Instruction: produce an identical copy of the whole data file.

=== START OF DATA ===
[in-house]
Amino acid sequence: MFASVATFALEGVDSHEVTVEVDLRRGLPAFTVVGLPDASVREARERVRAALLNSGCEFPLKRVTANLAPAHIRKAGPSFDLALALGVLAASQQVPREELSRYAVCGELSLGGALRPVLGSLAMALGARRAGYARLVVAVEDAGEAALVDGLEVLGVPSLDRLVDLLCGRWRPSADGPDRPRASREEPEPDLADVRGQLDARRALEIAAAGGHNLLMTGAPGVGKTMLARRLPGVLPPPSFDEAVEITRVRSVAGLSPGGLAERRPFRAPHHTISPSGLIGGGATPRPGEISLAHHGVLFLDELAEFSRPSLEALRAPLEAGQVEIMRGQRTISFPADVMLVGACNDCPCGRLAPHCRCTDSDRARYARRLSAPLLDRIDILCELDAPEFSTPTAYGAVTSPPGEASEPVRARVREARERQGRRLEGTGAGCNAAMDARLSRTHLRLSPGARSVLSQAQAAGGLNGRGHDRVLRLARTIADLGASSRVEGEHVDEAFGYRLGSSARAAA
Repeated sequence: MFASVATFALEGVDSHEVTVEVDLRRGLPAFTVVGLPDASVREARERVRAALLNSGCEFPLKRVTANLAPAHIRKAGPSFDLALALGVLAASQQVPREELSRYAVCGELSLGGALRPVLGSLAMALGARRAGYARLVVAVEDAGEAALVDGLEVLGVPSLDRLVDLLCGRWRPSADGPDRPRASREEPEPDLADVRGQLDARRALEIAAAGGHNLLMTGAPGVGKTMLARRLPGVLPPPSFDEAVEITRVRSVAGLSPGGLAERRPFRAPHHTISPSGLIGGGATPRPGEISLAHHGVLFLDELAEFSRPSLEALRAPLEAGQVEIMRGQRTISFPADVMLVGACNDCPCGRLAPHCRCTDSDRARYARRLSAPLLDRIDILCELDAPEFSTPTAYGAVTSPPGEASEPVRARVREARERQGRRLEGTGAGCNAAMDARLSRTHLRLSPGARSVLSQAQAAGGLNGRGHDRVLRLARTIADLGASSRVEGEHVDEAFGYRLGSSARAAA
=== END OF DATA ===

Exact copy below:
[in-house]
Amino acid sequence: MFASVATFALEGVDSHEVTVEVDLRRGLPAFTVVGLPDASVREARERVRAALLNSGCEFPLKRVTANLAPAHIRKAGPSFDLALALGVLAASQQVPREELSRYAVCGELSLGGALRPVLGSLAMALGARRAGYARLVVAVEDAGEAALVDGLEVLGVPSLDRLVDLLCGRWRPSADGPDRPRASREEPEPDLADVRGQLDARRALEIAAAGGHNLLMTGAPGVGKTMLARRLPGVLPPPSFDEAVEITRVRSVAGLSPGGLAERRPFRAPHHTISPSGLIGGGATPRPGEISLAHHGVLFLDELAEFSRPSLEALRAPLEAGQVEIMRGQRTISFPADVMLVGACNDCPCGRLAPHCRCTDSDRARYARRLSAPLLDRIDILCELDAPEFSTPTAYGAVTSPPGEASEPVRARVREARERQGRRLEGTGAGCNAAMDARLSRTHLRLSPGARSVLSQAQAAGGLNGRGHDRVLRLARTIADLGASSRVEGEHVDEAFGYRLGSSARAAA
Repeated sequence: MFASVATFALEGVDSHEVTVEVDLRRGLPAFTVVGLPDASVREARERVRAALLNSGCEFPLKRVTANLAPAHIRKAGPSFDLALALGVLAASQQVPREELSRYAVCGELSLGGALRPVLGSLAMALGARRAGYARLVVAVEDAGEAALVDGLEVLGVPSLDRLVDLLCGRWRPSADGPDRPRASREEPEPDLADVRGQLDARRALEIAAAGGHNLLMTGAPGVGKTMLARRLPGVLPPPSFDEAVEITRVRSVAGLSPGGLAERRPFRAPHHTISPSGLIGGGATPRPGEISLAHHGVLFLDELAEFSRPSLEALRAPLEAGQVEIMRGQRTISFPADVMLVGACNDCPCGRLAPHCRCTDSDRARYARRLSAPLLDRIDILCELDAPEFSTPTAYGAVTSPPGEASEPVRARVREARERQGRRLEGTGAGCNAAMDARLSRTHLRLSPGARSVLSQAQAAGGLNGRGHDRVLRLARTIADLGASSRVEGEHVDEAFGYRLGSSARAAA